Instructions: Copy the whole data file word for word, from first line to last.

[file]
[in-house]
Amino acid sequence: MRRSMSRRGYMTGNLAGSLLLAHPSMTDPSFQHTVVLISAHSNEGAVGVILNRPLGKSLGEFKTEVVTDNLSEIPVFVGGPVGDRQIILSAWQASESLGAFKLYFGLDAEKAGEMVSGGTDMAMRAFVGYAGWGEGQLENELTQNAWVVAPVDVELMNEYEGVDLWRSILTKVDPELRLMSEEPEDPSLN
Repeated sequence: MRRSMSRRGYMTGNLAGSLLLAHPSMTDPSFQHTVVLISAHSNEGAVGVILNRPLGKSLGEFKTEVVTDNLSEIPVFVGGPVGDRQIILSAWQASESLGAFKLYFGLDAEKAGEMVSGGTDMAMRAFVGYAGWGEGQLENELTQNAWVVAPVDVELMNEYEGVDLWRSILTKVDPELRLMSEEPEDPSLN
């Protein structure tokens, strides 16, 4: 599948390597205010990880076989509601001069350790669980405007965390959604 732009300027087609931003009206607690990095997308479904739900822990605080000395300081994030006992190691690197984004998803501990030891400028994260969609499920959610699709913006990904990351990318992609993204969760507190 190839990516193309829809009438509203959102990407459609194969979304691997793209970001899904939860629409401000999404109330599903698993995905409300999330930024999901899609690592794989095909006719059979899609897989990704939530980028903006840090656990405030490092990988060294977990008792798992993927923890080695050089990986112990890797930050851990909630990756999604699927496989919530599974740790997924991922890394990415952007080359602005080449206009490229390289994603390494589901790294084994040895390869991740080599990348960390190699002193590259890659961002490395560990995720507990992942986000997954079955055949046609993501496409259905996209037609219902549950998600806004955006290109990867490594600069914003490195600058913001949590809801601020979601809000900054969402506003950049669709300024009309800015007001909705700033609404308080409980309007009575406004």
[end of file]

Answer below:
[in-house]
Amino acid sequence: MRRSMSRRGYMTGNLAGSLLLAHPSMTDPSFQHTVVLISAHSNEGAVGVILNRPLGKSLGEFKTEVVTDNLSEIPVFVGGPVGDRQIILSAWQASESLGAFKLYFGLDAEKAGEMVSGGTDMAMRAFVGYAGWGEGQLENELTQNAWVVAPVDVELMNEYEGVDLWRSILTKVDPELRLMSEEPEDPSLN
Repeated sequence: MRRSMSRRGYMTGNLAGSLLLAHPSMTDPSFQHTVVLISAHSNEGAVGVILNRPLGKSLGEFKTEVVTDNLSEIPVFVGGPVGDRQIILSAWQASESLGAFKLYFGLDAEKAGEMVSGGTDMAMRAFVGYAGWGEGQLENELTQNAWVVAPVDVELMNEYEGVDLWRSILTKVDPELRLMSEEPEDPSLN
């Protein structure tokens, strides 16, 4: 599948390597205010990880076989509601001069350790669980405007965390959604 732009300027087609931003009206607690990095997308479904739900822990605080000395300081994030006992190691690197984004998803501990030891400028994260969609499920959610699709913006990904990351990318992609993204969760507190 190839990516193309829809009438509203959102990407459609194969979304691997793209970001899904939860629409401000999404109330599903698993995905409300999330930024999901899609690592794989095909006719059979899609897989990704939530980028903006840090656990405030490092990988060294977990008792798992993927923890080695050089990986112990890797930050851990909630990756999604699927496989919530599974740790997924991922890394990415952007080359602005080449206009490229390289994603390494589901790294084994040895390869991740080599990348960390190699002193590259890659961002490395560990995720507990992942986000997954079955055949046609993501496409259905996209037609219902549950998600806004955006290109990867490594600069914003490195600058913001949590809801601020979601809000900054969402506003950049669709300024009309800015007001909705700033609404308080409980309007009575406004």